Review: Police Your Planet

Police Your Planet
Police Your Planet by Lester del Rey

My rating: 3 of 5 stars

Police Your Planet takes you through the newly outcast life of Bruce Gordon who has been exiled to Mars, like may others from Earth, in a manner similar to the founding of Australia with prisoners and undesirables. He is sent as punishment for revealing wrong secrets (I think?) and blackmailed with the threat of worst conditions on Mercury if he doesn’t help Security (interplanetary equivalent of the U.N.) by spying for them… although he isn’t really told ‘how’ to do that. He is left to his own devices and slowly and painfully tries to find a way to buy a ticket back home to Earth. He is wholly unsuccessful as his personal honesty/fairness trait keeps him from doing the things it truly takes to succeed in Mars corrupt society.

So the story wasn’t horrible, and I did kind of like the book, but for every Pro there was a corresponding Con to go with it.

The action was there, but it was hard for me to relate to because it was harsh physical action. Most of the time the things that were happening involved someone getting the crap beat out of them. That turned me off.

The pacing was good, but the story moved from one steady crappy situation to another. I know upping the ante for the protagonist is supposed to happen, but this one cranks it to ludicrous level.

The background/world/environment was very vivid, but it was so seedy in nature that it depressed me. The whole story revolved around a grinding, inescapable, systemically criminalized society. The only people who ever got ahead were the criminals. The ‘honest’ people were the prey and virtual slaves. The criminals used each level of the crime riddled world to try to gain an upper hand, but usually only ended up feeding upward to the next highest level until it basically ended up in the mayor’s pocket. Marsport is a really run down Banana Republic-esque capital city crossed with a mob-ridden New York. The cops are the official racketeers who do protect and serve… but at exorbitant cost. Any criminal they stop, they usually pick clean, beat down, and move on. It’s quite a miserable place.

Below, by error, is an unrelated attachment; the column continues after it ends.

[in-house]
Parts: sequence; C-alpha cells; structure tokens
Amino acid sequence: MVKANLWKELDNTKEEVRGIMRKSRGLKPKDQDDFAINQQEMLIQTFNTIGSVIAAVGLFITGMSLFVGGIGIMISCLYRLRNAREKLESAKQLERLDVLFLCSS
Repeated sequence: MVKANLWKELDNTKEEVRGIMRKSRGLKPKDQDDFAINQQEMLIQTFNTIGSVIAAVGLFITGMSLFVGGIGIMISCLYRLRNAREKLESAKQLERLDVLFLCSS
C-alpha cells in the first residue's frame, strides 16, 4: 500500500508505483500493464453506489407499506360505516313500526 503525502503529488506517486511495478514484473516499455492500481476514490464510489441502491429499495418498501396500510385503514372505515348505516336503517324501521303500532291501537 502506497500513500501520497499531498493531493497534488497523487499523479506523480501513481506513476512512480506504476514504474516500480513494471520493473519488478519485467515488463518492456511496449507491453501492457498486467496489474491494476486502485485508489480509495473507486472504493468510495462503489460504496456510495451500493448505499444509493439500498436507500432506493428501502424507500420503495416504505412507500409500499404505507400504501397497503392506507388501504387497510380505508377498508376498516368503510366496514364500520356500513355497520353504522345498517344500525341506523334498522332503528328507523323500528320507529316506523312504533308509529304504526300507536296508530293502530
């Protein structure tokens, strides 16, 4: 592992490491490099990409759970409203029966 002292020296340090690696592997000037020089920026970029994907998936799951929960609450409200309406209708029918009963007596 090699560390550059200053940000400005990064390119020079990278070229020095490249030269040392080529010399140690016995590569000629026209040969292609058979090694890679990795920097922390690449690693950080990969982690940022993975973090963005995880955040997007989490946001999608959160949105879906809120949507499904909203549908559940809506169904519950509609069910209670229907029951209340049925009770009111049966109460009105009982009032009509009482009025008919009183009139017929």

One political thing I took away was that the author apparently had a very bad opinion of nationalism, which is why his ‘good guys’, Security, were the U.N. This was written in 1956, so the Cold War was going on, and I guess the whole clash between superpowers was bugging him. It all seems nonsensical today based on how history has unfolded, but I guess it made sense then.

The typical failure of 50’s era male-female relationships to translate to current (2016) norms was almost laughable in this one. The ‘I tried to kill you three times, and now I’m in love with you’ plus ‘everyone on the planet is a criminal, but God forbid we should sleep in the same bed together’ made the whole ‘romance’ portion just too absurd for it to have the intended effect on me as a reader. I’m sure it was fine for it’s time, but it totally fails to work now.

All that criticism might make you wonder why I even get up to 3 stars. I’m not sure either, but it was better than just ‘ok’. I guess I was waiting on the resolution of all the issues, and that’s what kept me reading… to see how bad it would get before it got fixed. It does get fixed, but because of the relationship fail I mentioned above, the ending was only mediocre. So, if you have spare time and you want a Goodfellas on Mars story, go ahead and read it, but definitely keep in mind the culture shift in the last 60 years really dates this one. I give it 3 stars and call it an Interesting Read.

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